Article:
There are also a few excellent design blogs to which I subscribe, and I normally have a daily check of Google's feed reader.

What are some of your current projects?

I'm redesigning the brand identity for a 7th generation French wine producer, Henri Ehrhart, and I'm working with Yellow Pages Canada to refine their 'walking fingers' logo.

Peachpit Press, a publisher in the US, wants me to author their first book on logo design, and of course I'm thrilled about that. The provisional completion deadline is towards the end of 2009, and I'll mention more about it on my blog in the coming weeks.

Which of your projects are you the most proud of? And why?

My favourite project, without doubt, has been the launch and growth of my personal blog. Had it not been for its success, I'd not be where I am today — knowing a fantastic group of people across the globe, and working with some wonderful companies.

For those designers out there who run static websites, I highly recommend starting a blog. Search engine optimisation aside, the community aspect is, for me, the biggest single benefit.

Are there any areas, techniques, mediums, projects in your field that you have yet to try?

Hundreds. Thousands perhaps. That reminds me of a saying I once heard:

"Beware of the man who says he has twenty years’ experience, when what he should be saying is he has one year’s experience repeated twenty times."

I've a lot of experimentation ahead of me, and will happily try anything once (within reason).

Any advice to the novice designer?

Never stop learning. This should be easy if you have a passion for design. Be humble, too. No-one likes a cocky git, and if you ever see or hear me being overly big-headed, you're fully welcome to throw a slap my way.

What makes a design successful?

Where logo design is concerned, it should be a number of things:

* Appropriate (for the business it represents)
* Distinctive (to increase customer recognition)
* Practical (so it works across a wide range of media)
* Containing one message (saying too much will dilute the idea)

What do you do to keep yourself motivated and avoid burn-out?

For motivation, I hope to start a family in the not-too-distant future, and my wish is to give my children the start in life that I've been afforded. We all know that 83% of statistics are rubbish, but I reckon this one isn't too far away from the truth: if you have change in your pocket, you're richer than 70% of the people on earth.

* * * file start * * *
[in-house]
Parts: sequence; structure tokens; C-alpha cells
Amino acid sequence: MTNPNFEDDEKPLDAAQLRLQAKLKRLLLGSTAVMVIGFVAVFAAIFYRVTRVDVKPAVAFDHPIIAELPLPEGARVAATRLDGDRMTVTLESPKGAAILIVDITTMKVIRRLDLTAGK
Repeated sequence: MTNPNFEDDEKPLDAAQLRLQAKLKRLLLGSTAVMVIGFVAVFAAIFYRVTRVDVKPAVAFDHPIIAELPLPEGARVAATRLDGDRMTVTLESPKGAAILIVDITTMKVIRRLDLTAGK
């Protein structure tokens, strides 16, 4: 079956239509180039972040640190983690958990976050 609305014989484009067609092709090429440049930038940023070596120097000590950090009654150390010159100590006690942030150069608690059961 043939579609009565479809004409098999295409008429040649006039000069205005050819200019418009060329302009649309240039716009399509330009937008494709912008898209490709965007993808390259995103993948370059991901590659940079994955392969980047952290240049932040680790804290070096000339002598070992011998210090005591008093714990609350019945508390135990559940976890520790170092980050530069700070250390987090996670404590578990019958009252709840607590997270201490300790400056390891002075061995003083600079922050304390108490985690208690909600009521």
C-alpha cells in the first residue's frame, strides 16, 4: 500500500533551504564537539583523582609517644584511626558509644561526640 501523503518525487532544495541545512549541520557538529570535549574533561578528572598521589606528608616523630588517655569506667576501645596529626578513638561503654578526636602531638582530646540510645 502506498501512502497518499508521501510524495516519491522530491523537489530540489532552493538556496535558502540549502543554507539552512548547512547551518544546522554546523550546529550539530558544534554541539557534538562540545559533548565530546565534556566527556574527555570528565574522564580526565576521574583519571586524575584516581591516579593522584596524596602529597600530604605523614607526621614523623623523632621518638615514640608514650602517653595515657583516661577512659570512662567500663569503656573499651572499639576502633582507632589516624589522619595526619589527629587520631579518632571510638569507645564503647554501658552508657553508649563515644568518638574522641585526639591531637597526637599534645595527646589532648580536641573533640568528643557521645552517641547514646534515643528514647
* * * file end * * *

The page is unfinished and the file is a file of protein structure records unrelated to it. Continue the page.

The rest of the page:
My parents have given me a strong foot-hold in life, and should I be fortunate enough to have my own kids, I want to do the same for them.

Avoiding burn-out? I love to travel. Experiencing different cultures is a great eye-opener, and although it's been a while since I caught a train from London to Beijing, or walked through the temples of Angkor, I do plan on taking a decent break once the book project is complete.

Finish this sentence. "If I weren't a designer I would have been a..."

Sky-dive instructor.

And finally, what is the best thing on prime-time TV right now?

Nature's Great Events (David Attenborough)

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Unknown said...

great interview, interesting questions and as always, inspiring answers from David. Good luck with all your current and future projects!

JustCreativeDesign said...

Look forward to your book David, another great insight and nice website here too!

Unknown said...

Thanks very much, Vivien, Jacob.

It was a pleasure answering Jeff's questions, and it's good of you to read what I had to say.

Enjoy the weekend!

FernandaCarvalho said...

David is a great designer. Its good to learn a little bit more about him and what is his thoughts about graphic design. great interview.

Vikash Kumar said...

Hey it's really interesting reply by david. As a Designer i respect David's work and it was really a inspiring intro.